This, in and of itself, is an innovation — and a huge one. But not the latest…

What happens when a prospect receives an intriguing offer on a postcard, goes online to read more about the deal, gets distracted, and never goes back to the business’ site? Used to be they were gone forever, but not anymore.

Google introduced a product called Remarketing for just this purpose. Google Remarketing is a program that is connected to Google Adwords, and it works like this:

  1. A business adds the Google Remarketing Code to their website
  2. A prospect comes to the site, but leaves before taking the action the business wants them to take (whether that is completing a transaction, filling out a form, or whatever)
  3. Google knows this (thanks to the code)
  4. Google displays specific follow-up advertisements to that prospect as the continue to cruise other sites, reminding them to go back to the business’ site and finish what they started
  5. The business doesn’t pay unless the prospect actually clicks the ad

The direct mail industry saw this as an opportunity to innovate and get better returns for their clients, so they bundled Google Remarketing in with standard direct mail services like postcards.

This is a small (but not insignificant) step for direct mail providers and an ENORMOUS step for direct mail marketers. Think about it this way: let’s say that for every person that calls you off of your direct mail piece, another person goes to your website, but decides not to call. This isn’t very hard to imagine. Those web visitors used to mean absolutely nothing to you. They were as useless as the person who threw away your ad without looking at it. NOW, that person is a legitimate lead being courted online by follow-up ads, just like your phone leads are courted by emails or phone calls.

It’s very cool for sure and one of the best companies out there who have seamlessly incorporated direct mail with Google is postcardmania.com who offer what they refer to as “Direct Mail 2.0®” with the declaration that “the old way of handling direct mailing services is ancient history.”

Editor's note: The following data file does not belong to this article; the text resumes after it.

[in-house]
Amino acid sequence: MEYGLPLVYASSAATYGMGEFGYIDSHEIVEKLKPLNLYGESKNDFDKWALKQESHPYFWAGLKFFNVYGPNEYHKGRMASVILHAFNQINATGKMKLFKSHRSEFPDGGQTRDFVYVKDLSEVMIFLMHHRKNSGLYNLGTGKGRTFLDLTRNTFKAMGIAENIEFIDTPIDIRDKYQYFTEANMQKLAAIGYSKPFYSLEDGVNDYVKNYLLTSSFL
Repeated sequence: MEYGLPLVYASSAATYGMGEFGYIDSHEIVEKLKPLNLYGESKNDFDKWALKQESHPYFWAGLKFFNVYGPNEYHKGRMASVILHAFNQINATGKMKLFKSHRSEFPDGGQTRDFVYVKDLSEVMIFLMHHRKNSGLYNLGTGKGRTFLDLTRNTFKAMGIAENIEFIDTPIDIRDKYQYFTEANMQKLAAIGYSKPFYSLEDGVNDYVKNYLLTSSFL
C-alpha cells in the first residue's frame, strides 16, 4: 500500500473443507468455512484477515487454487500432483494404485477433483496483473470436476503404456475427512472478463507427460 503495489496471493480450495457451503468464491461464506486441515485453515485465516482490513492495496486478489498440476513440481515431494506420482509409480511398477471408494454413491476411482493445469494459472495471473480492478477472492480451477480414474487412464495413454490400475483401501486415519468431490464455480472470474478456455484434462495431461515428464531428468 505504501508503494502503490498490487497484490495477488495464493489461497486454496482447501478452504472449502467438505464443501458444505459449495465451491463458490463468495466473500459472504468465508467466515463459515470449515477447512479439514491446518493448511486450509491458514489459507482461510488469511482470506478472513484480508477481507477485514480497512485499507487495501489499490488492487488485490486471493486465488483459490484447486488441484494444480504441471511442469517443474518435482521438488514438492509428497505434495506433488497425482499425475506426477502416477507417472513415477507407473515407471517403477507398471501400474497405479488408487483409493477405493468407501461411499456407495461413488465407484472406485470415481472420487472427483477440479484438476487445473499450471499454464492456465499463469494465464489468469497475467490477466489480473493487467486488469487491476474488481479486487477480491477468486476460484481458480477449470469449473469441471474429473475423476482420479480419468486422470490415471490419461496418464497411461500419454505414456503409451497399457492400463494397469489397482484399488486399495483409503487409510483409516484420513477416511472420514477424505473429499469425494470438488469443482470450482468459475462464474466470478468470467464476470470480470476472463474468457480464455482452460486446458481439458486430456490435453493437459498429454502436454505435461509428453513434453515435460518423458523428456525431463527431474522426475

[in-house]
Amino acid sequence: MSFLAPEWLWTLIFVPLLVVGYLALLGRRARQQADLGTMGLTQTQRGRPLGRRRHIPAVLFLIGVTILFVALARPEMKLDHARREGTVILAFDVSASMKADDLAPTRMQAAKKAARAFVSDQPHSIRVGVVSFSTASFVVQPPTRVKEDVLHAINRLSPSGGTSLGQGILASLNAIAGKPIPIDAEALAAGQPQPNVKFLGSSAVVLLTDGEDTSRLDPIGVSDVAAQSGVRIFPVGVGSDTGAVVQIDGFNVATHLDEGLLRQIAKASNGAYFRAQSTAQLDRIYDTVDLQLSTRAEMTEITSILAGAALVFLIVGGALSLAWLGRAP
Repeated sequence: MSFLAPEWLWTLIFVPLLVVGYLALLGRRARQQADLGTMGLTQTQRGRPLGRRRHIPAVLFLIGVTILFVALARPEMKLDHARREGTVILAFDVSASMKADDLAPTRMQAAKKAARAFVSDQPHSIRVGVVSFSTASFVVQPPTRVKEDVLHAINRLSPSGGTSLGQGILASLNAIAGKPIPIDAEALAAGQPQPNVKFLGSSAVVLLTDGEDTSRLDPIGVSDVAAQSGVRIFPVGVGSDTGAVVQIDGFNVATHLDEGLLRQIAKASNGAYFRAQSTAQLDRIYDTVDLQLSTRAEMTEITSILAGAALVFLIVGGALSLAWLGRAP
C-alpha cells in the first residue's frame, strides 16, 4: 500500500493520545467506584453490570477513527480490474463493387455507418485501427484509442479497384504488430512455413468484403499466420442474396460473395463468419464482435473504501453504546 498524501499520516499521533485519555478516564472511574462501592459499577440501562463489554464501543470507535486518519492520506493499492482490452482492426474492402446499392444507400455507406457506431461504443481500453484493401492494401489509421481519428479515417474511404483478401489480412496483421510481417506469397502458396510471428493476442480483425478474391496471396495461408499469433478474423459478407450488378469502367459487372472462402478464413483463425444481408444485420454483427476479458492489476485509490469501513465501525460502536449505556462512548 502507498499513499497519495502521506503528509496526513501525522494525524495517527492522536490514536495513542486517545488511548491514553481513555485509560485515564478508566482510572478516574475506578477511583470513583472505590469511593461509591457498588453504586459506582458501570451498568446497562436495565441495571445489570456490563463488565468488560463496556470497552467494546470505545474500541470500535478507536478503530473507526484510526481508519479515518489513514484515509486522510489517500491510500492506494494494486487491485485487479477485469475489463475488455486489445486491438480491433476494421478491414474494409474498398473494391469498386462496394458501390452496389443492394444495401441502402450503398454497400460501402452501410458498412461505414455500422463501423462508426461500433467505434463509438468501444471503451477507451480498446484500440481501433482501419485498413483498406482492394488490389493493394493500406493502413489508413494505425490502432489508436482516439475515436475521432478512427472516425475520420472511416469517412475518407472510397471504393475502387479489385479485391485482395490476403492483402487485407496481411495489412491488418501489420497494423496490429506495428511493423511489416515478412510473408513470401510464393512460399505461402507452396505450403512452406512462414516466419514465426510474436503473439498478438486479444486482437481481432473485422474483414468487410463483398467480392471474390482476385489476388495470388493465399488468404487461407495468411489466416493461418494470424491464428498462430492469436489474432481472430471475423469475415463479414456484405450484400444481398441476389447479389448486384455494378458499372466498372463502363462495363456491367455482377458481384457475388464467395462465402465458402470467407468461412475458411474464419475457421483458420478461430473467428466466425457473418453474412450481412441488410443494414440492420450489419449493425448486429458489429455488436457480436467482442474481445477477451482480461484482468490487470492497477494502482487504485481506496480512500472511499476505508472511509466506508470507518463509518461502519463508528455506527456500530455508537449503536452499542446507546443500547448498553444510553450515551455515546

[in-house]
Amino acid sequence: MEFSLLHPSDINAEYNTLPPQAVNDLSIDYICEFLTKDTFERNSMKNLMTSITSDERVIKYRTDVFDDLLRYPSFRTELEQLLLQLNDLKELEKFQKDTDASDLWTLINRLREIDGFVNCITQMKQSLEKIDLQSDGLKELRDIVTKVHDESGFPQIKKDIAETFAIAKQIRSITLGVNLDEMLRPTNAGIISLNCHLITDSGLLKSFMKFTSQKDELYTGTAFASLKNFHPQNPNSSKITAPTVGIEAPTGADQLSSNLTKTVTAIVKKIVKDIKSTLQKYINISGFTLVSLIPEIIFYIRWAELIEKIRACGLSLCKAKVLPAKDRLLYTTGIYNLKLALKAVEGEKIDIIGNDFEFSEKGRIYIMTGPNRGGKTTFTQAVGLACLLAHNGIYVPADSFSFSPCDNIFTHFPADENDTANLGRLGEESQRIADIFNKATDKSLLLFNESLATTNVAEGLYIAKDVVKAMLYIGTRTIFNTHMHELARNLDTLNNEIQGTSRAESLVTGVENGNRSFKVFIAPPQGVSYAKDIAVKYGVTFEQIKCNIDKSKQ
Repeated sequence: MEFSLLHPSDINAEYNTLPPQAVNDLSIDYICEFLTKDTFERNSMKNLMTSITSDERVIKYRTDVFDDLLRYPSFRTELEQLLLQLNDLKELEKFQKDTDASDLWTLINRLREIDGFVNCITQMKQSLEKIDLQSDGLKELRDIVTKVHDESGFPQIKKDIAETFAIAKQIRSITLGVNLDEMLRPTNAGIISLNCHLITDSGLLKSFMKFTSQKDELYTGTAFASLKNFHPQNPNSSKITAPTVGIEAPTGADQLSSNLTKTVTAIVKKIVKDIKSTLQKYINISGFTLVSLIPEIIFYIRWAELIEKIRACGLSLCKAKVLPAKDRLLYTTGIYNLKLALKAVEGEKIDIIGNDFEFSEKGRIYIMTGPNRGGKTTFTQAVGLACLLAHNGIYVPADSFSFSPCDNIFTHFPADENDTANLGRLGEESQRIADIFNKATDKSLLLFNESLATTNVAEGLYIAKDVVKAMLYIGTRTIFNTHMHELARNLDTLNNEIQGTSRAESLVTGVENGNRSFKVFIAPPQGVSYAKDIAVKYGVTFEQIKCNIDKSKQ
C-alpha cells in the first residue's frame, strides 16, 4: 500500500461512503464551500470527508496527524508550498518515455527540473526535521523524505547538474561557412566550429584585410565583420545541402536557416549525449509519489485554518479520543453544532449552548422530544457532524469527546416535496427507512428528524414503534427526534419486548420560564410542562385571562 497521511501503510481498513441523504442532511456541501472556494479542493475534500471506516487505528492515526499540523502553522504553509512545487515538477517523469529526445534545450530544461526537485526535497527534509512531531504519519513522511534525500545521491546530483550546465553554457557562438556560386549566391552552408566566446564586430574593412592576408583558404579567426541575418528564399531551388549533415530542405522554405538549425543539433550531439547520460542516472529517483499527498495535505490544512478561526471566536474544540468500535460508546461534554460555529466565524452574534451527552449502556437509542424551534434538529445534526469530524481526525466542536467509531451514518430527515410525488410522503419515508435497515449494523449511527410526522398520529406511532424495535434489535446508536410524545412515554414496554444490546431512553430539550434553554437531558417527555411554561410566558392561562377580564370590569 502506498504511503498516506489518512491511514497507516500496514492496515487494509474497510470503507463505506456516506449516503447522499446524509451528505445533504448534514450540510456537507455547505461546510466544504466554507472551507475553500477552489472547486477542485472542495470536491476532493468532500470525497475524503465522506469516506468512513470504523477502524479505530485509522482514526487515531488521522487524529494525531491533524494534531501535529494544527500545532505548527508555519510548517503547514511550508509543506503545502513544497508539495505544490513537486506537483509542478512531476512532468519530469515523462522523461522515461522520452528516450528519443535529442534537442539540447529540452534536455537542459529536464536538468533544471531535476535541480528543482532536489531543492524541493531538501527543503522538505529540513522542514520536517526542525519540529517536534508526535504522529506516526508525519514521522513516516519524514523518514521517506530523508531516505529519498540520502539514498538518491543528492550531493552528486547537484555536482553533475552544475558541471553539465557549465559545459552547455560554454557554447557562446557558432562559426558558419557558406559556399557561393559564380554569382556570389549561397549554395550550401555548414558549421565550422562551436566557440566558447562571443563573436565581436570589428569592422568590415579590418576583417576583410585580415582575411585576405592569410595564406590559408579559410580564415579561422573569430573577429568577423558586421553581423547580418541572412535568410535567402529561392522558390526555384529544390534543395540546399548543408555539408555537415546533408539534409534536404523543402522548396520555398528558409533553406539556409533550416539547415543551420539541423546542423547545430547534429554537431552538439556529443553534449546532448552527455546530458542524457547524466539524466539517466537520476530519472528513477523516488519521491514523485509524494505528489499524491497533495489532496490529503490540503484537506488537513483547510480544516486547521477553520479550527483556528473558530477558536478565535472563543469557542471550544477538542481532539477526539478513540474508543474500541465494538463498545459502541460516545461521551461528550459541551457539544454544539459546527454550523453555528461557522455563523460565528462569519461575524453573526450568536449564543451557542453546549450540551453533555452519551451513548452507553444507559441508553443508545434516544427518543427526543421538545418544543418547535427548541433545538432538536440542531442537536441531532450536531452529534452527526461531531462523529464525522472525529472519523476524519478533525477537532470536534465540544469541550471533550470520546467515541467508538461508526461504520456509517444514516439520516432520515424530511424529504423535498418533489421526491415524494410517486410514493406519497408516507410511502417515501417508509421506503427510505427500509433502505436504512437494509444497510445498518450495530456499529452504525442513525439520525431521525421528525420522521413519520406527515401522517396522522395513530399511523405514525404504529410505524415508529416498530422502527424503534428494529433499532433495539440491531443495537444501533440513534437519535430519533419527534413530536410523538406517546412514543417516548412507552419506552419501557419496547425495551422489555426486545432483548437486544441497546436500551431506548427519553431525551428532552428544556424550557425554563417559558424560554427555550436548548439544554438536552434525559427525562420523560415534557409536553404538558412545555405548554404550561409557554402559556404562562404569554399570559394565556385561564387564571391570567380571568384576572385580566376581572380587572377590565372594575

So, yes, traditional marketing methods can innovate, even if they don’t get the airtime that sparkly new options get. Yes, the world of direct mail has finally integrated with the great Google. And YES, the next big thing in direct mail is integration with Google Remarketing.

At least until the next thing comes along.

Like feeding tuna fish mayonnaise. (very obscure movie reference so kudos to anyone who picks up my very vague remark)

Steve Olenski

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Fiscal Cliff compromise in works? Not great news for charitable givers leaking out…

December 19th, 2012 | No Comments | Posted in In The Spotlight, News and Updates

I saw it – and then it disappeared.  Early this morning, the Yahoo front page news story about a potential Fiscal Cliff compromise had it and then when I went back later, it was gone.

The piece I read around 6:30 am on Yahoo mentioned that the compromise would likely include a 28% cap on deductions and a $3.5 million estate tax exemption with a 45% top estate tax rate.  Ouch on the 28% deduction cap; o.k. on the estate tax compromise. (Note: it mysteriously disappeared and can’t be found in any web posting – maybe it was revealing too much, maybe not factually correct)